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Re: THE Bees Thread (merged)

Unread postPosted: Thu 25 May 2017, 13:21:02
by dohboi
I was just now noticing how many flowers are out here in MN, but I have yet to see any bees.

Re: THE Bees Thread (merged)

Unread postPosted: Wed 07 Jun 2017, 21:41:03
by dohboi
I saw a lone bee in my yard today. Rather surprised to even see that, actually, because not too many things are actually flowering there right now.

Re: THE Bees Thread (merged)

Unread postPosted: Thu 08 Jun 2017, 20:48:01
by Shaved Monkey
My yard is covered in native and European honey bees.
They are loving the Thai basil flowers at the moment I let it self seed and its everywhere.
When my fox tail palm flowered outside the bedroom window the buzz was beautifully loud ,its just let out another bract so should be flowering in weeks again

Re: THE Bees Thread (merged)

Unread postPosted: Wed 09 Aug 2017, 02:27:08
by M_B_S
http://www.ansa.it/english/news/lifesty ... d2090.html

(ANSA) - Florence, August 8 -
Italian beekeepers association UNAAPI warned of a possible "environmental disaster" on Tuesday because the long drought and the intense 'Lucifer' heat wave have upset the nation's bees.

The association stressed that the problem does not just concern honey production, but was a much broader issue for the nation's agriculture and environment.
"There is the risk of an environmental disaster in Italy," UNAAPI said.
"Driven crazy by the climate, the bees don't just not produce honey (2017 production down by up to 80%), but they are unable to provide pollination services to agriculture. "(Because of the drought) the flowers no longer secrete nectar and pollen and plants, in particular trees, are in a perennial situation of suffering.
"The bees are no long sending warnings, but reports of a loss of fertility and incipient desertification". Farmers' association Coldiretti Tuesday said the weather meant Italy's honey production for 2017 will be around 10,000 tonnes, approximately half the average.
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Image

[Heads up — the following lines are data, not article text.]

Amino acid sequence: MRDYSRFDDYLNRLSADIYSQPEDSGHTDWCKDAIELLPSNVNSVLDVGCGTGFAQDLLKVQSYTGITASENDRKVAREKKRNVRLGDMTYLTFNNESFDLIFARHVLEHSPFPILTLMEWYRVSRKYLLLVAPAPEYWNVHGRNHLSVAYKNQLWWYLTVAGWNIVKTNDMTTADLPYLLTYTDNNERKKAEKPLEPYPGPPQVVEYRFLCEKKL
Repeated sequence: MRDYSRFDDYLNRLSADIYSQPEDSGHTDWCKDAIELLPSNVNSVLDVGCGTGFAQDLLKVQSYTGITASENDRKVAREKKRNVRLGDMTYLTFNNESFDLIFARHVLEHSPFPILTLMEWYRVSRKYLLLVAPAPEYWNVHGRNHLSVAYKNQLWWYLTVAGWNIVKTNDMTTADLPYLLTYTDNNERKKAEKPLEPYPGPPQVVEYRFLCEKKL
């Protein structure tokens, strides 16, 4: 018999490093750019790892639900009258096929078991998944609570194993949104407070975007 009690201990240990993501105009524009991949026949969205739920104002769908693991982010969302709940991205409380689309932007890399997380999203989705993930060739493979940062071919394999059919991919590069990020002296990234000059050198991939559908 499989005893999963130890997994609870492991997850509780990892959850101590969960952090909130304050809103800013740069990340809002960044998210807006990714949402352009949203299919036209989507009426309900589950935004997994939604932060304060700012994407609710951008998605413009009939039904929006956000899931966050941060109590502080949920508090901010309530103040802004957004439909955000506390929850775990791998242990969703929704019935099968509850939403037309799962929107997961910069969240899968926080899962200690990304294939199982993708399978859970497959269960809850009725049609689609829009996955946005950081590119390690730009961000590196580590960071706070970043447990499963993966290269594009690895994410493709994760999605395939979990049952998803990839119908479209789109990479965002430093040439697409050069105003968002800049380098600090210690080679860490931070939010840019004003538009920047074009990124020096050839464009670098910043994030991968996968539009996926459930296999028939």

Re: THE Bees Thread (merged)

Unread postPosted: Wed 09 Aug 2017, 06:55:20
by farmlad
The problem with the bees is way more than just neonicotinoids, its also vast monocultures Herbicides and pesticides. https://www.youtube.com/watch?v=2yOcXnlY60s&t=23s

Re: THE Bees Thread (merged)

Unread postPosted: Wed 09 Aug 2017, 10:45:17
by dohboi
Thanks for that reminder, fl.

Re: THE Bees Thread (merged)

Unread postPosted: Sat 30 Sep 2017, 07:46:43
by M_B_S
https://www.sciencedaily.com/releases/2 ... 093356.htm

A stinging report: Climate change a major threat to bumble bees
Date:
September 29, 2017
Source:
Florida State University
Summary:
New research is helping to explain the link between a changing global climate and a dramatic decline in bumble bee populations worldwide....

As researchers work toward a better understanding of climate change and its ecological effects, the link between pollinator health and shifting climate processes is becoming impossible to ignore.

"Pollinator species around the world have been declining, but we are still learning about what might be causing declines," said FSU Professor of Biological Science Nora Underwood, a coauthor of the study. "Although not all species are influenced in the same way, I was excited to be part of this study because we now have long-term data that shows changing climate is influencing bumble bees."
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All things are connected .... the question is how?

M_B_S

Re: THE Bees Thread (merged)

Unread postPosted: Thu 05 Oct 2017, 18:25:38
by vox_mundi
Bee-Harming Pesticides in 75 Percent of Honey Worldwide

Traces of pesticides that act as nerve agents on bees have been found in 75 percent of honey worldwide, raising concern about the survival of these crucial crop pollinators, researchers said Thursday.

"Overall, 75 percent of all honey samples contained at least one neonicotinoid," said the study, led by Edward Mitchell of the University of Neuchatel in Switzerland.

"Of these contaminated samples, 30 percent contained a single neonicotinoid, 45 percent contained two or more, and 10 percent contained four or five."

The study found that 34 percent of honey samples were contaminated with "concentrations of neonicotinoids that are known to be detrimental" to bees, and warned that chronic exposure is a threat to bee survival.


The frequency of contamination was highest in the North American samples (86 percent), followed by Asia (80 percent) and Europe (79 percent).

The lowest concentrations were seen in South American samples (57 percent).

"These results suggest that a substantial proportion of world pollinators are probably affected by neonicotinoids," said the study.

"The levels detected are sufficient to affect bee brain function and may hinder their ability to forage on, and pollinate, our crops and our native plants."

Neonicotinoids have been declared a key factor in bee decline worldwide, and the European Union issued a partial ban on their use in 2013.

Re: THE Bees Thread (merged)

Unread postPosted: Fri 06 Oct 2017, 01:37:33
by SeaGypsy
Time to get real & bankrupt Monsanto. Not only ban their poisons & blackmail seeds, but make them pay compensation to the beekeepers, who have been suffering hugely the last decade or so.